The Town Where Spiritualism Lives

By Mark A. Kellner | Posted October 29, 2019

Sitting in the southwestern corner of New York, a short drive from Buffalo, Lily Dale is a picturesque town dotted by Victorian-era buildings. Yet behind its archaic but pleasant façade lurks something altogether different—something dark.

Lily Dale, you see, was founded in 1879 as a community for those who practice spiritualism, and it’s been in operation for 140 years. The New York Post recently featured what it called “home to the world’s largest spiritualist community” in a pre-Halloween feature article. 

The newspaper noted, “With a population of some 275 residents—many of whom are practicing mediums—it looks like a town frozen in the mid-19th century. Narrow roads are lined with old-fashioned houses, many adorned with signs announcing ‘the medium is in.’ A rickety wooden auditorium in the center of town is typically ‘papered with flyers advertising trumpet séances, past-life regressions, astral-travel workshops, spoon-bending classes and circles to develop mediumship,’ [photographer and author Shannon] Taggart writes.”


“A Shadowy Subculture”

Taggart spent 18 years studying and photographing mediums in Lily Dale as well in England and Spain. While publicly saying she’s not sure she’d identify as a believer in spiritualism, “I no longer subscribe to the popular belief that spiritualists are charlatans just trying to make money off of people,” Taggart told the newspaper. “For the most part, I found them to be very sincere.”

According to the Post account, “Spiritualism—a belief system based not just on the existence of spirits, but the idea that they want to stay in contact with the living—was once part of the mainstream. It was embraced by public figures like psychoanalyst Carl Jung, evolutionary biologist Alfred Russel Wallace, poet William Butler Yeats and even Abraham Lincoln. But today, it’s almost entirely hidden.”

Taggart adds, spiritualism “flourishes in fiction and entertainment but is marginalized by academia and the media.” Her research gave her, she said, “a peek into a shadowy subculture that was once a seminal force in Western culture. A legacy that was absent from every textbook I had ever studied, including my histories of photography.”

None of It Is True, Bible Says

Not surprisingly, the Post article tells tales of mediums contacting “dead relatives,” learning secrets they otherwise could not know, and even encountering the spirit of Elvis Presley during a séance.

None of it is real, however—according to the Bible. In Leviticus 20:6, God makes clear what He thinks about the practice of spiritualism: “The person who turns to mediums and familiar spirits, to prostitute himself with them, I will set My face against that person.”

Are the dead doing anything right now? Not according to Ecclesiastes 9:10: “Whatever your hand finds to do, do it with your might; for there is no work or device or knowledge or wisdom in the grave where you are going.” No “work or device or knowledge or wisdom in the grave”? That’s definitive!

The Bible also explains that serious consequences may await those who consult with mediums. “So Saul died for his unfaithfulness which he had committed against the Lord, because he did not keep the word of the Lord, and also because he consulted a medium for guidance. But he did not inquire of the Lord; therefore He killed him, and turned the kingdom over to David the son of Jesse” (1 Chronicles 10:13, 14).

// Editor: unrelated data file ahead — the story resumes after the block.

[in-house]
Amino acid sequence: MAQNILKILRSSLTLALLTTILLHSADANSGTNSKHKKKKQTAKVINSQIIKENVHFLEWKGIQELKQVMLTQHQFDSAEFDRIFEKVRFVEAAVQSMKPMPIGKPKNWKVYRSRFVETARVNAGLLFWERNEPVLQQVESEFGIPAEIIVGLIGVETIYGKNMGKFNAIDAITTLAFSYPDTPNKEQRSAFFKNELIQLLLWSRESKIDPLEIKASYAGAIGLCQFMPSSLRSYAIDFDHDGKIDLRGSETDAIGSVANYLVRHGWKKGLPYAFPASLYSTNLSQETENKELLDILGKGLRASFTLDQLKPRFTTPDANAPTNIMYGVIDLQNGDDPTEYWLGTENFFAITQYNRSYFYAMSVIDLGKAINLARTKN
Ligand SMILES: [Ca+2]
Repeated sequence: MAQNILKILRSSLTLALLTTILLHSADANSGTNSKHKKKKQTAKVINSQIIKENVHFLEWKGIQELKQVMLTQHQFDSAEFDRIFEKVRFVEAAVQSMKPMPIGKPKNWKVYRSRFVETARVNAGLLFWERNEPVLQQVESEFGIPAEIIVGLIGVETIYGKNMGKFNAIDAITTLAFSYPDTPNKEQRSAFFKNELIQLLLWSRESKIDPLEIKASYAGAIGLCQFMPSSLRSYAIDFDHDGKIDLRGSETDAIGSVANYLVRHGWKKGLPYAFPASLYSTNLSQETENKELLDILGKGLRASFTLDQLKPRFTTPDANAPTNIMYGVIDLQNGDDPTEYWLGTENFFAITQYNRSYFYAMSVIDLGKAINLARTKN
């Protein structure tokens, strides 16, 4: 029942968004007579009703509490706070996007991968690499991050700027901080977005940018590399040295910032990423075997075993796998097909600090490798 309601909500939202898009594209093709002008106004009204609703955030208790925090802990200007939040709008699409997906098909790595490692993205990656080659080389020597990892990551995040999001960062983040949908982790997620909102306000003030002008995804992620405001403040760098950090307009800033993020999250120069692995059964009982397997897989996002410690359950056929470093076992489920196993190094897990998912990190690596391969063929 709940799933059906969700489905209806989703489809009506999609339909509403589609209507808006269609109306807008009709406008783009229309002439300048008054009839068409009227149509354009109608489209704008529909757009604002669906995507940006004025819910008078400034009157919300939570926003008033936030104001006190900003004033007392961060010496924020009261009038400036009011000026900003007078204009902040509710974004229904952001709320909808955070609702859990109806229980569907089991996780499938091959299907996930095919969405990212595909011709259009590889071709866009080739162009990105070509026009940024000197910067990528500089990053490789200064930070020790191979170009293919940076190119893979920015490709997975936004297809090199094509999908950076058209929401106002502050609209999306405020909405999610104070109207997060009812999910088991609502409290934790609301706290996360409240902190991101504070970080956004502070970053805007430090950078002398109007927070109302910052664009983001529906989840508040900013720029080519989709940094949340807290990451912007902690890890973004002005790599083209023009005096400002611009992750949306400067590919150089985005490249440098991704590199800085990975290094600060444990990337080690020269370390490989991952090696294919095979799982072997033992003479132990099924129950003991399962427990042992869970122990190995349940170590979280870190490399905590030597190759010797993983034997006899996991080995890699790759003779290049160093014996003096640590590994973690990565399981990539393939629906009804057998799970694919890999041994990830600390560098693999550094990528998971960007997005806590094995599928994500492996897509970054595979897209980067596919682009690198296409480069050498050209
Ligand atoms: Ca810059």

The dead aren’t talking to us; they can’t! Why not? Because they are dead in their graves. God also forbids His followers from engaging in the practice. 

It seems more than clear that anyone who practices spiritualism is toying with dangerous forces. In the ancient city of Ephesus, another hotbed of spiritualism and paganism, people who embraced the message of Jesus knew what to do next.

Acts 19:18–20 says, “And many who had believed came confessing and telling their deeds. Also, many of those who had practiced magic brought their books together and burned them in the sight of all. And they counted up the value of them, and it totaled fifty thousand pieces of silver.”

Despite losing thousands of dollars in value, these new Christians were determined to have nothing to do with mediumship. They didn’t regard the cost of their paraphernalia; they wanted it out of their lives as quickly as possible.

Not long ago, Pastor Doug Batchelor answered a radio listener’s call-in question about using Ouija boards to contact spirits. He said, “Nowhere in the Bible do any of God’s prophets ever use these spiritualistic incantations, or methods, to try to get information or find out what the future is. The best thing is to discover the will of God for our lives, day-by-day, by following the principles in His Word. God is not going to give us a fortune cookie that’s going to tell us what's happening tomorrow.”

You can also take a look at our website, which will walk you through Scripture step-by-step to find out what really happens when we die—and to steer clear of the devil’s deceptions!

Mark Kellner
Mark A. Kellner is a staff writer for Amazing Facts International. He is a veteran journalist whose work has been published in Religion News Service, The Washington Times, and numerous computer magazines.

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